Minimalism Makes More Time For Love


This is another one of those topics that makes me nervous to write about. Just like finances, my track record isn’t the best in this area. I’m currently divorced without an intimate romantic partnership on the horizon. What do I know about love?

Love is not what it’s made out to be in the media. I’m a songwriter. 95% of love songs are not realistic. They’re not really about love, but rather about infatuation and lust. Real love is messy. Real love is tough. Real love includes the hard knocks. Real love takes time.

This Is Where Minimalism Fits Into The Picture

This seems simple, right? It is. It’s implementing these things that’s the hard part.

Our culture teaches us to take others on the consumeristic journey with us. The traditional version of romantic love includes lots of gift-giving: flowers, cards, books, sweets, jewelry, diamonds, big weddings, cars, houses, and more. The media and our culture teach us that love is simply a part of this materialistic journey. Most Americans accept that version of love face value. It’s backwards. Having our basic needs met is part of the loving journey. We do not need more. We’re just told that we do.

Stop and Think

We do the same for our kids. We buy them birthday presents, Christmas presents, presents just because. We take them to restaurants where they get little toys with each meal. They falsely learn that stuff is what life is about rather than love. They become selfish and greedy. They would be better off to live with less. I had very little as a child. I think I’m better for it. Our kids deserve our time first.

It’s in the midst of this materialistic journey that we lose our sense of empathy and true love. Money is one of the biggest reasons for divorce. When we put stuff before people, we’re bound to fail. Let go of stuff and you’re more likely to begin and keep successful relationships.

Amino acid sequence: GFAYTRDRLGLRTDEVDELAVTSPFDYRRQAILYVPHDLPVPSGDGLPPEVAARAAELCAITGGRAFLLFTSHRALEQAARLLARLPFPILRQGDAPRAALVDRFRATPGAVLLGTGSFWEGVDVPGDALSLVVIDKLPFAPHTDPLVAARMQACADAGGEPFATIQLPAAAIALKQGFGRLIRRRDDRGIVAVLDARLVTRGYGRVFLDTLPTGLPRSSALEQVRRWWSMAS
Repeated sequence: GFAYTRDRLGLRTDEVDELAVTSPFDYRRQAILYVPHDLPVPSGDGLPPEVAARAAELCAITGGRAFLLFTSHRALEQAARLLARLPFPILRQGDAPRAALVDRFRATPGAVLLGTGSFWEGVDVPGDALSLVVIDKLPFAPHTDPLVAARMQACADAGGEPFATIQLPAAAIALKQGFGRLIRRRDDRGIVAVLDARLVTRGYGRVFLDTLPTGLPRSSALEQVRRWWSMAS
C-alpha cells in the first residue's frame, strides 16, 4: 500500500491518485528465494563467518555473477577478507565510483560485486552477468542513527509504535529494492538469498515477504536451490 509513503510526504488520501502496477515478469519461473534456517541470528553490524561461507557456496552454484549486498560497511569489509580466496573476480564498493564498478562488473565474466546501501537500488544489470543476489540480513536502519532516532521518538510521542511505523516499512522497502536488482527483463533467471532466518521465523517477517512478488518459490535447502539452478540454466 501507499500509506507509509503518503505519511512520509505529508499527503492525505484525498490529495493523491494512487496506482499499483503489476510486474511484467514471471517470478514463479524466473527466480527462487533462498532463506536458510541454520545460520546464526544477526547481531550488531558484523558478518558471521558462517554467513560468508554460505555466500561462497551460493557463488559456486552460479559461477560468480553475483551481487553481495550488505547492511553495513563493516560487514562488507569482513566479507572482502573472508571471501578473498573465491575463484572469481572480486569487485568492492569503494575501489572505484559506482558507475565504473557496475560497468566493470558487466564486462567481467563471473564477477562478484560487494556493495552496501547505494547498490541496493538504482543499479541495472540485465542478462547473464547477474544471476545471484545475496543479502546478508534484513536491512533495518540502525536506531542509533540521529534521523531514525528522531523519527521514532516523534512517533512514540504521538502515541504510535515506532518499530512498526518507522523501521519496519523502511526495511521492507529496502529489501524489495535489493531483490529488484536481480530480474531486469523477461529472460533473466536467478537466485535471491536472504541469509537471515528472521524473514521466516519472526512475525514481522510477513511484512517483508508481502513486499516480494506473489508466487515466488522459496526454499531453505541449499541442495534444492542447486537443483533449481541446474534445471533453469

How Minimalism Makes More Time For Love

  1. More time for yourself: Love starts within you. You must find peace within your own spirit before you seek a love relationship. When we truly accept ourselves for who we are, we’ll be more prepared to accept others for who they are. Letting go of material goods helps you to focus on your own inner-being. You discover your own strengths and weaknesses. You become more happy with yourself. You become more available to love others. 
  2. More time for your family: Letting go of stuff allows you to spend more time with your partner, your kids, your parents, your family. I’ve noticed that the happiest moments that I’ve had with my daughter are the moments when we communicate openly. Stuff gets in the way of open communication. You can’t talk when you are consumed by products and the media.
  3. More time to see the truth about others: You might think I’m a hypocrite for writing a post about love when I’ve had a failed marriage. That’s a long story, but my marriage was doomed from the start. Why? Because my partner did not understand that you must love yourself before you can love others. She became so mentally and emotionally unstable that she could not care for an infant child. If I’d have been practicing minimalism from the start of our relationship, I’d have taken the time to see the truth about her and her family. They treat love as a prize  (stuff) rather than a journey (relationship).
  4. More time to build new relationships: Living with less opens up time to build new relationships. It also helps you to see what’s important in a relationship. As a minimalist, I have learned to let go of emotional baggage. Relationships that create discord are toxic. The emotional baggage is built up and stored. Being a minimalist allows us to check the baggage at the start. Taking your focus off stuff and putting it on one another helps to create time to understand each other more clearly.

Want Better Relationships?

I’ll freely admit that I’m not a relationship guru. I’m a relatively shy person when it comes to romantic relationships. I do know what I look for in another. I look for the same things that I’m willing to give: my time and my space. This is what I do for my daughter and other important people in my life. I make time and space for open and honest communication.

Have you made time and space for the important people in your life?

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James Ewen
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